The Tao decides if a kernel shall compile, or if it shall abort.
The Tao decides if a kernel shall boot, or if it shall freeze.
The Tao decides if a kernel shall run, or if it shall panic.
But, the Tao does not decide if a box will have no hardware failures. That is a mystery to everyone.

A young master once approached an old master: "I have a LUG for Linux help. But, I fail to answer my students' problems; they are above me."
The master replied: "Have you taught them of the Tao?" he asked. "How it brings together man and software, yet how it distances them apart; how if flows throughout Linux and transcends its essence?"
"No," exclaimed the apprentice, "These people cannot even get the source untarred."
"Oh, said the master, "In that case, tell them to RTFM."

A master watched as an ambitious user reconstructed his Linux.

"I shall make every bit encrypted," the user said. "I shall use 2048 bit keys, three different algorithms, and make multiple passes."
The master replied: "I think it is unwise."
"Why?" asked the user. "Will my encryption harm the mighty Tao, which gives Linux life and creates the balance between kernel and processes? The mighty Tao, which is the thread that binds the modules and links them with the core? The mighty Tao, which safely guides the TCP/IP packets to and from the network card?"
"No," said the master, "It will hog too much cpu."

The core is like the part of the mind that is static. It is programmed at a child's creation and cannot be changed unless a new child is made; unless a new kernel is compiled.
The modules are like the part of the mind that is dynamic. It is reprogrammed every time one learns new knowledge; every time one learns better code.
One is yin, the other yang. Each is nothing without the other.

A novice came to lkml and inquired to all the masters there: "I wish to become a master. Must I memorize the Linux header files?"
"No," replied a master.
"Must I submit code to Bitkeeper?"
"No," replied the master.
"Must I meditate daily and dedicate my life to Linux?"
"No," replied the master again.
"Must I go on a quest to ponder the meaning of the Tao?"
"No. A master is nothing more than a student who knows something of which he can teach to other students."
The novice understood.
And thus said the master:
"It is the way of the Tao."

A user came to a master who had great status in lkml. The user asked the master: "Which is easier: implementing new features to the kernel or documenting them?"
"Implementing new features," replied the master.
The confused user then exclaimed:
"Surely it is easier to write a few sentences in the man page than it is to write pages of code without error?"
"Not so," said the master. "When coding, the Tao of Linux opens my eyes wide and allows me to see beyond the code, to let the source flow from my fingers, to implement without flaw. When documenting, however, all I have to work with is a C in high school English."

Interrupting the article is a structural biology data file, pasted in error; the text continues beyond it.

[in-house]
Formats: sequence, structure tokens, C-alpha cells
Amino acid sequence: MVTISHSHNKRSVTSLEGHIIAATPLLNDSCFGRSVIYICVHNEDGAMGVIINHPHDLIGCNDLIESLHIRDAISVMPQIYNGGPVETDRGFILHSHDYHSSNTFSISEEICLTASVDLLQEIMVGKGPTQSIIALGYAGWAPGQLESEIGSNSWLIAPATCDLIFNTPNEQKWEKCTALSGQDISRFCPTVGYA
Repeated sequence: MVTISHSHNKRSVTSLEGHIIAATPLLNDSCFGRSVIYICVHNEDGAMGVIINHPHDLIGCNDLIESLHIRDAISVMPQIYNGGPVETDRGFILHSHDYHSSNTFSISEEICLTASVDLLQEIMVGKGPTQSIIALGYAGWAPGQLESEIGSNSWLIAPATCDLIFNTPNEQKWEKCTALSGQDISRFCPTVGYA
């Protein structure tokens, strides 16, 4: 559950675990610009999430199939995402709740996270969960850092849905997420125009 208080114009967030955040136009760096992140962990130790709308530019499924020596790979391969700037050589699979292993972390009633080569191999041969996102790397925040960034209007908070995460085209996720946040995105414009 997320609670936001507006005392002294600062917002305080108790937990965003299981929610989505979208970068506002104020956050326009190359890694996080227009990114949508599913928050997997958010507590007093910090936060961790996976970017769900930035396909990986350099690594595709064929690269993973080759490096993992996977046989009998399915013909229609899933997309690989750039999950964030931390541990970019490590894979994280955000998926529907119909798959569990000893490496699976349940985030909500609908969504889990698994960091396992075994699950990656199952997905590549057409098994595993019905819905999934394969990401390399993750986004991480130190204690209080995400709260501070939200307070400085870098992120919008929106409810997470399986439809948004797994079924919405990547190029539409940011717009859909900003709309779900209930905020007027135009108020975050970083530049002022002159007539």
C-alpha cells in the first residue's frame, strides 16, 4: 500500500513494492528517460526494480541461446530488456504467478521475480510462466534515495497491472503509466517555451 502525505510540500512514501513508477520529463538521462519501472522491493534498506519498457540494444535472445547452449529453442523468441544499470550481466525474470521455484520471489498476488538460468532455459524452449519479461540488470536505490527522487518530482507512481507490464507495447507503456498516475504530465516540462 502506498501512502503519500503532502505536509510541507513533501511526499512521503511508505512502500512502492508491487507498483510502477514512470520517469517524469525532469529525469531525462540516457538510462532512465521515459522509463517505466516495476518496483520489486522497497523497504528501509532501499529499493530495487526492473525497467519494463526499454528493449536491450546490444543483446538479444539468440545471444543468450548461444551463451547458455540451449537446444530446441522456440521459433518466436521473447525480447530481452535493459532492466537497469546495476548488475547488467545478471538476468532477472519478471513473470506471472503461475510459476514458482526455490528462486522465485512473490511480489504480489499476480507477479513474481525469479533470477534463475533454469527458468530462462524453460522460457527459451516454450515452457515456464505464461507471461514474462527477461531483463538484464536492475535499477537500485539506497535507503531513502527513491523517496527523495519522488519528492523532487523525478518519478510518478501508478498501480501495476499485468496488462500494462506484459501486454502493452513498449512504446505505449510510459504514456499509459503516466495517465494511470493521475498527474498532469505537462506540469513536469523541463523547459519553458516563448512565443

He who compiles from the stable tree is stubborn
and unwilling to change, but is guaranteed reliability.
He who compiles from the current tree is wise but perhaps too conformist, but is guaranteed steadiness.
He who compiles from the unstable tree is adventurous and is guaranteed new innovations: some good, some bad.
He who compiles straight from Bitkeeper is brave but guaranteed turbulence.
They are all of the Tao. One shall respect the old, and debug the new; none shall argue over which is greatest.

There once was a user who scripted in Perl: "Look at what I have to work with here," he said to a master of core, "My code is interpreted dynamically, the syntax is unique and simple, I have sockets, strings, arrays, and everything I could ever need. Why don't you stop meddling in C and come join me?"
The C programmer described his reasoning to the scripter: "Script is to C as ebonics is to Latin. If the scripter does not grow beyond that of which he scripts, he will surely [die]. Besides, without C, how can there be script?"
The scripter was enlightened, and the two became close friends.

mods on crack (-1, Offtopic)

Anonymous Coward | more than 11 years ago | (#4744218)

good thing (0, Insightful)

Anonymous Coward | more than 11 years ago | (#4744140)

The only thing holding back Linux from World Domination is X's suckiness and slowness. 97.5% of the people using X don't need network transparency which slows X down by 15% in some cases. Unfortunetly, too many apps and GUI libraries depend on X (ex. GTK and QT).

Re:good thing (0)

Anonymous Coward | more than 11 years ago | (#4744171)

There is GTK framebuffer and GTK on Windows. I'm not sure how bound QT is, but as it's cross-platform too I doubt they would have any ridiculous dependancies like that remaining.

Re:good thing (3, Interesting)

Ponty (15710) | more than 11 years ago | (#4744217)

Network transparency is the only thing X has going for it. In fact, it's the only thing I miss on my Mac. DPS can do it on my NeXT and X can do it in Linux, I wish Apple would implement something like xhosting or NXHosting in Quartz.

Re:good thing (2, Insightful)

Doug Neal (195160) | more than 11 years ago | (#4744221)

The only thing holding back Linux from World Domination is X's suckiness and slowness.

No, it isn't the "only thing holding back Linux" at all. There are many things holding Linux back from this (dubious) goal and X just isn't one of them :P

Re:good thing (2)

HanzoSan (251665) | more than 11 years ago | (#4744346)

IF X were as good as Quartz Extreme then Linux would succeed on the desktop.

X is what is holding linux back, not lack of apps, you see people complain linux is too hard to use, and it cant be made easier until X is fixed.

Re:good thing (4, Insightful)

Doug Neal (195160) | more than 11 years ago | (#4744436)